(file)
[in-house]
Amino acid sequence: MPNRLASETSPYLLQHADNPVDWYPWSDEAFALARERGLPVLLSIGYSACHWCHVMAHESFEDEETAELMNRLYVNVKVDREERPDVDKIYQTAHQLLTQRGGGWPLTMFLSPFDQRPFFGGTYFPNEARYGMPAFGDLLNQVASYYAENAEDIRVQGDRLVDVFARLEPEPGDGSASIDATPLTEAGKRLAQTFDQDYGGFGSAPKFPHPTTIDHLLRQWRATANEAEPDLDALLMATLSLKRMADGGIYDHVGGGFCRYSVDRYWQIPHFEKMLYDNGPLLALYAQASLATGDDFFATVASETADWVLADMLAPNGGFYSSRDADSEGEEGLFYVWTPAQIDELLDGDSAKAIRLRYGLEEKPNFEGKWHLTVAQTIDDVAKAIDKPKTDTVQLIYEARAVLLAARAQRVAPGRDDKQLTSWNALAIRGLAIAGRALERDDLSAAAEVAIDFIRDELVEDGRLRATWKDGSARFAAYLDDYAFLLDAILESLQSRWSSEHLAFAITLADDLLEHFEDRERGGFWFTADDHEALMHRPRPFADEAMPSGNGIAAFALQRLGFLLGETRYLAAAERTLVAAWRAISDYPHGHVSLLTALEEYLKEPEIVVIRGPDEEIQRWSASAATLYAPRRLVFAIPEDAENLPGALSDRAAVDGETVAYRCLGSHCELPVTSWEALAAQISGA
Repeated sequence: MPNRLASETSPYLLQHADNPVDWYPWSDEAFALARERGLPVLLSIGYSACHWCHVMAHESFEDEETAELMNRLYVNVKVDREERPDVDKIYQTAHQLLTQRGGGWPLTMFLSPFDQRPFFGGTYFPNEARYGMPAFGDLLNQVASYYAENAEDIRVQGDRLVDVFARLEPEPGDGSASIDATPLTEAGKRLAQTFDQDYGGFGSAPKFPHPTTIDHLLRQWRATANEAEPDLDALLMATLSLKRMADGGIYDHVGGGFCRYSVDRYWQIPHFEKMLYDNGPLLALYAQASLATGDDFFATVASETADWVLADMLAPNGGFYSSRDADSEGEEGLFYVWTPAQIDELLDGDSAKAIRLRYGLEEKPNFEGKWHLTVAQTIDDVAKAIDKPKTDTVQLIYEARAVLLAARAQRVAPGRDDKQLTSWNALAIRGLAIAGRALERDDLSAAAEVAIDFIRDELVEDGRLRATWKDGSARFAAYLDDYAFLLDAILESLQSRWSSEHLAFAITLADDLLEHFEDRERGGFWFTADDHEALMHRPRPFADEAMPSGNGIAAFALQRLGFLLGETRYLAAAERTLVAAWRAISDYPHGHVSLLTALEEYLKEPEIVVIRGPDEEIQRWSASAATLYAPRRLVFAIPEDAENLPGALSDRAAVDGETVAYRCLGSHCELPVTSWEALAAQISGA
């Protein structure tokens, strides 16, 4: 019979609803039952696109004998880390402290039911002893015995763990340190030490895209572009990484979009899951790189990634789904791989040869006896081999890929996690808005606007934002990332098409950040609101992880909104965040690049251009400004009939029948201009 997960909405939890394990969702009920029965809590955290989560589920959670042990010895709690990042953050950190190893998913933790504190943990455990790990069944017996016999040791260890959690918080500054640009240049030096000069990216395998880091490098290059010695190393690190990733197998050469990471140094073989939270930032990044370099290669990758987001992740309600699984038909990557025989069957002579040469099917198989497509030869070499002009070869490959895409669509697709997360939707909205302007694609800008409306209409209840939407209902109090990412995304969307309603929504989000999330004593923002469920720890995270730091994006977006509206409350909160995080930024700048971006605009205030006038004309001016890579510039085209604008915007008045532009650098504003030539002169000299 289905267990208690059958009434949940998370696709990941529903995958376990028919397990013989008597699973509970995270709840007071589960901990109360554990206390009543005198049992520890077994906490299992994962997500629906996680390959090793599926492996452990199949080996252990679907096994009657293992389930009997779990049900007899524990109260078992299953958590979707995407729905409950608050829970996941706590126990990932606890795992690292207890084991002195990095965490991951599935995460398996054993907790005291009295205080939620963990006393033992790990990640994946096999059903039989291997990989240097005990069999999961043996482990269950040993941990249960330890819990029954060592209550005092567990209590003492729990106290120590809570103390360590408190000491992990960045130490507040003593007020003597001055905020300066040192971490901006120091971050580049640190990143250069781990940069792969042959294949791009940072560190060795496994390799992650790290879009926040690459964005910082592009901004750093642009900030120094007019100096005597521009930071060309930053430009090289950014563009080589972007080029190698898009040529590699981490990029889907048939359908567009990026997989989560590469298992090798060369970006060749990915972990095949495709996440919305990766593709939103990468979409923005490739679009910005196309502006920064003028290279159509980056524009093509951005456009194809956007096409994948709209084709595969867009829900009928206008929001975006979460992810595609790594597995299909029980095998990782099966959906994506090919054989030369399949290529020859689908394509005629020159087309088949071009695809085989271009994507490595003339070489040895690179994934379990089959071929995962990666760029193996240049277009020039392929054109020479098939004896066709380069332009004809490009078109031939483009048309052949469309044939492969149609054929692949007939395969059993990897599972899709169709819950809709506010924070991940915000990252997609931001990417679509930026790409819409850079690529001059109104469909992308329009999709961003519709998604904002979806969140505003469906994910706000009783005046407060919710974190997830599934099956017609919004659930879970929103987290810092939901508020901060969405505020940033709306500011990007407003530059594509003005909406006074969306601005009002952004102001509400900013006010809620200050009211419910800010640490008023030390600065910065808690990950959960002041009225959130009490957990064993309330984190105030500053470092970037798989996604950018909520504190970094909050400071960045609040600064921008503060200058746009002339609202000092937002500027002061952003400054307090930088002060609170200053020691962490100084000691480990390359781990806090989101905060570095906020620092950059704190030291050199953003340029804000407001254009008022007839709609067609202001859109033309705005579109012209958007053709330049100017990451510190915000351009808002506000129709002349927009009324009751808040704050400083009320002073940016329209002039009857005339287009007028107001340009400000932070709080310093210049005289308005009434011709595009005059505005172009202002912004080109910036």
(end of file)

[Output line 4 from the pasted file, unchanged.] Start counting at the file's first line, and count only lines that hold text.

């Protein structure tokens, strides 16, 4: 019979609803039952696109004998880390402290039911002893015995763990340190030490895209572009990484979009899951790189990634789904791989040869006896081999890929996690808005606007934002990332098409950040609101992880909104965040690049251009400004009939029948201009 997960909405939890394990969702009920029965809590955290989560589920959670042990010895709690990042953050950190190893998913933790504190943990455990790990069944017996016999040791260890959690918080500054640009240049030096000069990216395998880091490098290059010695190393690190990733197998050469990471140094073989939270930032990044370099290669990758987001992740309600699984038909990557025989069957002579040469099917198989497509030869070499002009070869490959895409669509697709997360939707909205302007694609800008409306209409209840939407209902109090990412995304969307309603929504989000999330004593923002469920720890995270730091994006977006509206409350909160995080930024700048971006605009205030006038004309001016890579510039085209604008915007008045532009650098504003030539002169000299 289905267990208690059958009434949940998370696709990941529903995958376990028919397990013989008597699973509970995270709840007071589960901990109360554990206390009543005198049992520890077994906490299992994962997500629906996680390959090793599926492996452990199949080996252990679907096994009657293992389930009997779990049900007899524990109260078992299953958590979707995407729905409950608050829970996941706590126990990932606890795992690292207890084991002195990095965490991951599935995460398996054993907790005291009295205080939620963990006393033992790990990640994946096999059903039989291997990989240097005990069999999961043996482990269950040993941990249960330890819990029954060592209550005092567990209590003492729990106290120590809570103390360590408190000491992990960045130490507040003593007020003597001055905020300066040192971490901006120091971050580049640190990143250069781990940069792969042959294949791009940072560190060795496994390799992650790290879009926040690459964005910082592009901004750093642009900030120094007019100096005597521009930071060309930053430009090289950014563009080589972007080029190698898009040529590699981490990029889907048939359908567009990026997989989560590469298992090798060369970006060749990915972990095949495709996440919305990766593709939103990468979409923005490739679009910005196309502006920064003028290279159509980056524009093509951005456009194809956007096409994948709209084709595969867009829900009928206008929001975006979460992810595609790594597995299909029980095998990782099966959906994506090919054989030369399949290529020859689908394509005629020159087309088949071009695809085989271009994507490595003339070489040895690179994934379990089959071929995962990666760029193996240049277009020039392929054109020479098939004896066709380069332009004809490009078109031939483009048309052949469309044939492969149609054929692949007939395969059993990897599972899709169709819950809709506010924070991940915000990252997609931001990417679509930026790409819409850079690529001059109104469909992308329009999709961003519709998604904002979806969140505003469906994910706000009783005046407060919710974190997830599934099956017609919004659930879970929103987290810092939901508020901060969405505020940033709306500011990007407003530059594509003005909406006074969306601005009002952004102001509400900013006010809620200050009211419910800010640490008023030390600065910065808690990950959960002041009225959130009490957990064993309330984190105030500053470092970037798989996604950018909520504190970094909050400071960045609040600064921008503060200058746009002339609202000092937002500027002061952003400054307090930088002060609170200053020691962490100084000691480990390359781990806090989101905060570095906020620092950059704190030291050199953003340029804000407001254009008022007839709609067609202001859109033309705005579109012209958007053709330049100017990451510190915000351009808002506000129709002349927009009324009751808040704050400083009320002073940016329209002039009857005339287009007028107001340009400000932070709080310093210049005289308005009434011709595009005059505005172009202002912004080109910036």